Public Service Reform Act is needed to make Washington work

June 7, 2023

Washington Times

Sen. Rick Scott

June 7, 2023

I’ve spent my life leading organizations of every shape and size — from a small doughnut shop to America’s largest health care company and then the great state of Florida.

Here’s what will make or break your success every single time: You have to have good people behind you who are mission-focused. If your team isn’t with you, it doesn’t matter how great your ideas are; you’ll fail. That’s bad for a business, and it’s even worse when it happens in government.

While the vast majority of federal employees are good, hardworking people, it takes only a few with bad intentions to gum up policy and bring projects, and even whole agencies, to a grinding halt. Voters elect people to office because they believe their ideas will make life better and put America on the right path forward. But right now, there’s little that elected leaders can do to stop those who wish to block them from carrying out the vision that the voters elected them to achieve. I’m fighting to change that with the Public Service Reform Act, which would make all executive branch employees at will.

It’s no secret that Washington is broken. We hear people on the campaign trail whine about red tape and bureaucracy constantly, but then they get to D.C. and do nothing to fix it. I think if people delivered on the things they ran on, Congress and the country would work a lot better. Only in Washington would people think that expecting people to do what they said they would is a crazy idea.

When I ran for the Senate in 2018, I promised Florida families that I’d fight every day to make Washington work for them. After the good people of Florida elected me to this job, I got right to work. While I continue to fight for term limits, commonsense legislation like No Budget, No Pay, which would not allow Congress to get paid if they can’t pass a budget (literally, their job), and requiring a supermajority of Congress to approve any new tax hikes, I’m also working to stop bad actors buried in the federal bureaucracy from standing in the way of good policy and pushing their “woke” agendas.

Most people agree that federal government bureaucracy is both inefficient and a waste of taxpayer dollars. But what many don’t realize is that it’s not just burdensome regulations causing problems. The truth is that employees opposed to the ideas of elected leaders can do far more to slow down and even halt policies that the American people want to see put into action. Everyone in Washington knows this, and I can’t understand why more people aren’t outraged and doing something about it.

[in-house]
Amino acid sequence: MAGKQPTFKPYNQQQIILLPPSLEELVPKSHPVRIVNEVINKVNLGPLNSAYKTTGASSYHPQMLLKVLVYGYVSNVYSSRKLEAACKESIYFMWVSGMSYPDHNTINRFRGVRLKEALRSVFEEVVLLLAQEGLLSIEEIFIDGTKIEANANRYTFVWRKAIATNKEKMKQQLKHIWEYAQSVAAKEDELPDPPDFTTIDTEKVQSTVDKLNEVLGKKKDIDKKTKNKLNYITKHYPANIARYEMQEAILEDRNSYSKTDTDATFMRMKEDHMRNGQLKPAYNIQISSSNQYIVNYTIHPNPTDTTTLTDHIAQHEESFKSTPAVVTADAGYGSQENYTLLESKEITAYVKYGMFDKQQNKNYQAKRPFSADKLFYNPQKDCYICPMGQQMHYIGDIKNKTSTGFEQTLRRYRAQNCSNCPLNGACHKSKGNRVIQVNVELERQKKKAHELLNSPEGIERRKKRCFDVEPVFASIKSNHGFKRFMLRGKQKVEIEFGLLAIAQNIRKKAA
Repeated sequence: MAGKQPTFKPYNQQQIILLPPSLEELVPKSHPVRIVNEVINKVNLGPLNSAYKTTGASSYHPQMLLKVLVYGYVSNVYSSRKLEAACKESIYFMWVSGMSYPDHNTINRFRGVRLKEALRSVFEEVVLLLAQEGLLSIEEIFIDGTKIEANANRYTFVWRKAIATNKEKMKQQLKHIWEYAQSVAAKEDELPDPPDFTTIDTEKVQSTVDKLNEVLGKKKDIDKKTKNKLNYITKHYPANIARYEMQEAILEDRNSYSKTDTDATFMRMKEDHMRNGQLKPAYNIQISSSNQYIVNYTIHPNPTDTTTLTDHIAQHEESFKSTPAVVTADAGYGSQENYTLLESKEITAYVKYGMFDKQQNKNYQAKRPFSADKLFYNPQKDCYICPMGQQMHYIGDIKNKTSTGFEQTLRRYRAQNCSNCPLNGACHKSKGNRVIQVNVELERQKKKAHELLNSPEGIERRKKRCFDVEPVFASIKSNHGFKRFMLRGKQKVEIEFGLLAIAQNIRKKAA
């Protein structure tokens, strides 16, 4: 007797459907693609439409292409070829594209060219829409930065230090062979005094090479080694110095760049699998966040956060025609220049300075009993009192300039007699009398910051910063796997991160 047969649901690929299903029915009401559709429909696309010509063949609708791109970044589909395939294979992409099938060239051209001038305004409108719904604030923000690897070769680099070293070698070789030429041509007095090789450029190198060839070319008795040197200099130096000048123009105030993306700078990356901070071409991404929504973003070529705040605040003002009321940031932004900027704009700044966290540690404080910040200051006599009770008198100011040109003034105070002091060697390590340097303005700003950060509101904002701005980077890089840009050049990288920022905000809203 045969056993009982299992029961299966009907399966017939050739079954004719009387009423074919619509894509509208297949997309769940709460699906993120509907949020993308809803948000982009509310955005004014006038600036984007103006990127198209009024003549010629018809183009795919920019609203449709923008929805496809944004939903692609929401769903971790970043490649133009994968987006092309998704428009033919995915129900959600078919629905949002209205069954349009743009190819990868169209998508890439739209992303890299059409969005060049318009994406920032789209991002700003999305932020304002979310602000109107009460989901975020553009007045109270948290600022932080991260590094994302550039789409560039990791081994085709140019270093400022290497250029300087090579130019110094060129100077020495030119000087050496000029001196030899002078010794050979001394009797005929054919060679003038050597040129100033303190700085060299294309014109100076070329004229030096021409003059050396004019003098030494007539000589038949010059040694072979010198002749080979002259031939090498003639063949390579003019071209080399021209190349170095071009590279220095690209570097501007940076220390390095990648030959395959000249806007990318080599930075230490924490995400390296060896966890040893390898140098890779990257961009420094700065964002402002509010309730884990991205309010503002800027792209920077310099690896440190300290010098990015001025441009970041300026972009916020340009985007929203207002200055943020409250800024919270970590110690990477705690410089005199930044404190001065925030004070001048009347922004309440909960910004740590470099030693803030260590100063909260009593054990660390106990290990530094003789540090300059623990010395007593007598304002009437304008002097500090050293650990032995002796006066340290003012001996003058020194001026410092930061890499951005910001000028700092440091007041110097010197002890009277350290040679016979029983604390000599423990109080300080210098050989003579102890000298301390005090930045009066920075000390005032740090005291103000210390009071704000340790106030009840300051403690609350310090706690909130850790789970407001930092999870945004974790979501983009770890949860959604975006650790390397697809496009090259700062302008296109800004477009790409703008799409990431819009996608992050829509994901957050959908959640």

While we must pass the Public Service Reform Act to get this done, I also think we need to put term limits on unelected bureaucrats. The permanent ruling class in Washington is bankrupting us with inflation and debt, so they must be removed.

For you to have more, Washington must have less. That goes for members of Congress and government bureaucrats. In my Plan to Rescue America, I propose 12-year term limits on the entirety of Washington’s ruling class. Public service is a noble and worthy cause, but outside of critical national security positions, we don’t need people making a career out of government work. That only blocks fresh ideas and sticks us with old thinking, tired and failed policies, and even more red tape.

I bet that if you talked to any small-business owner across America, they would agree that when you find someone working to halt an approved company initiative, you fire them. That’s not a controversial position to take.

What I am proposing is simple. When executive branch employees don’t do their jobs, our elected leaders, and the people they appoint to run federal agencies, should be able to fire them. I’m glad to have the support of Sen. Eric Schmitt, Missouri Republican, in getting this done, and our friend GOP Rep. Chip Roy of Texas leading the effort in the House of Representatives.

Americans are tired of the old, dumb and slow way Washington works. It actually doesn’t work at all, and that’s the problem we need to fix. If we want to change Washington so that it actually works for American families, we need to get rid of the failed top-down approach and stop looking the other way while unelected bureaucrats undermine the policies of elected leaders. It’s time to pass the Public Service Reform Act, take power away from Washington’s unelected bureaucracy and give it back to the people — where it belongs.

Republican Rick Scott represents Florida in the Senate. He is a former governor of Florida.